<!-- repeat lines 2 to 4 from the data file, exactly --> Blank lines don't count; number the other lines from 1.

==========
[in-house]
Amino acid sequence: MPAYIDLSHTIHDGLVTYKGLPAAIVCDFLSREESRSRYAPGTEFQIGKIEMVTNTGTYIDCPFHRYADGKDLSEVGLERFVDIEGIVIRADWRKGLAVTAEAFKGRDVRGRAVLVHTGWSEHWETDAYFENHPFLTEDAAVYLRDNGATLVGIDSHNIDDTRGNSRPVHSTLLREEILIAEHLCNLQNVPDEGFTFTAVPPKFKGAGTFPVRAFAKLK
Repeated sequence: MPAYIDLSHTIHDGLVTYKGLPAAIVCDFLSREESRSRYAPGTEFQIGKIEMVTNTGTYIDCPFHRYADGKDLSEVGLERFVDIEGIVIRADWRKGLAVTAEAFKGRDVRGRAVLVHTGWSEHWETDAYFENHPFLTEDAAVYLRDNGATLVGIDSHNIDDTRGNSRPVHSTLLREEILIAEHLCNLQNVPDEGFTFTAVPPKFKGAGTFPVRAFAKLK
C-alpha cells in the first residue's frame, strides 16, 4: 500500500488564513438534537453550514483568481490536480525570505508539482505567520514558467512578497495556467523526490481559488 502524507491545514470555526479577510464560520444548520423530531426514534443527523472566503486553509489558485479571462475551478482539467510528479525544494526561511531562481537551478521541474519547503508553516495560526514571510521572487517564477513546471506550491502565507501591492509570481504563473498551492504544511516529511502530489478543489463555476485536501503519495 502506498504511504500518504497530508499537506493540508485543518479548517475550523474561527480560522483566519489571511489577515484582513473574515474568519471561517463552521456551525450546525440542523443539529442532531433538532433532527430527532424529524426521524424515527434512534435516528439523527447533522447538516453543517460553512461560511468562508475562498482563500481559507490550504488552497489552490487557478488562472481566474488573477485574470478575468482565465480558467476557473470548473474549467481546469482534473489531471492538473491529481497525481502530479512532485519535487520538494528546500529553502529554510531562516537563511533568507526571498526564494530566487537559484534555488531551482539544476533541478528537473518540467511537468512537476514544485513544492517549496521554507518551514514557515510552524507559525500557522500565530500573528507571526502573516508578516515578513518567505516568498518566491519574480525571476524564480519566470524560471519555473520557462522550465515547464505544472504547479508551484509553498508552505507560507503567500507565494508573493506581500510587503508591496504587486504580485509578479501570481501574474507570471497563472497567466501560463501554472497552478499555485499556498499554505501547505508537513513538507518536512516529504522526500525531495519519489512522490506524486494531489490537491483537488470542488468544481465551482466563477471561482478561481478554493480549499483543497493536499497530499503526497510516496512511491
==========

Amino acid sequence: MPAYIDLSHTIHDGLVTYKGLPAAIVCDFLSREESRSRYAPGTEFQIGKIEMVTNTGTYIDCPFHRYADGKDLSEVGLERFVDIEGIVIRADWRKGLAVTAEAFKGRDVRGRAVLVHTGWSEHWETDAYFENHPFLTEDAAVYLRDNGATLVGIDSHNIDDTRGNSRPVHSTLLREEILIAEHLCNLQNVPDEGFTFTAVPPKFKGAGTFPVRAFAKLK
Repeated sequence: MPAYIDLSHTIHDGLVTYKGLPAAIVCDFLSREESRSRYAPGTEFQIGKIEMVTNTGTYIDCPFHRYADGKDLSEVGLERFVDIEGIVIRADWRKGLAVTAEAFKGRDVRGRAVLVHTGWSEHWETDAYFENHPFLTEDAAVYLRDNGATLVGIDSHNIDDTRGNSRPVHSTLLREEILIAEHLCNLQNVPDEGFTFTAVPPKFKGAGTFPVRAFAKLK
C-alpha cells in the first residue's frame, strides 16, 4: 500500500488564513438534537453550514483568481490536480525570505508539482505567520514558467512578497495556467523526490481559488 502524507491545514470555526479577510464560520444548520423530531426514534443527523472566503486553509489558485479571462475551478482539467510528479525544494526561511531562481537551478521541474519547503508553516495560526514571510521572487517564477513546471506550491502565507501591492509570481504563473498551492504544511516529511502530489478543489463555476485536501503519495 502506498504511504500518504497530508499537506493540508485543518479548517475550523474561527480560522483566519489571511489577515484582513473574515474568519471561517463552521456551525450546525440542523443539529442532531433538532433532527430527532424529524426521524424515527434512534435516528439523527447533522447538516453543517460553512461560511468562508475562498482563500481559507490550504488552497489552490487557478488562472481566474488573477485574470478575468482565465480558467476557473470548473474549467481546469482534473489531471492538473491529481497525481502530479512532485519535487520538494528546500529553502529554510531562516537563511533568507526571498526564494530566487537559484534555488531551482539544476533541478528537473518540467511537468512537476514544485513544492517549496521554507518551514514557515510552524507559525500557522500565530500573528507571526502573516508578516515578513518567505516568498518566491519574480525571476524564480519566470524560471519555473520557462522550465515547464505544472504547479508551484509553498508552505507560507503567500507565494508573493506581500510587503508591496504587486504580485509578479501570481501574474507570471497563472497567466501560463501554472497552478499555485499556498499554505501547505508537513513538507518536512516529504522526500525531495519519489512522490506524486494531489490537491483537488470542488468544481465551482466563477471561482478561481478554493480549499483543497493536499497530499503526497510516496512511491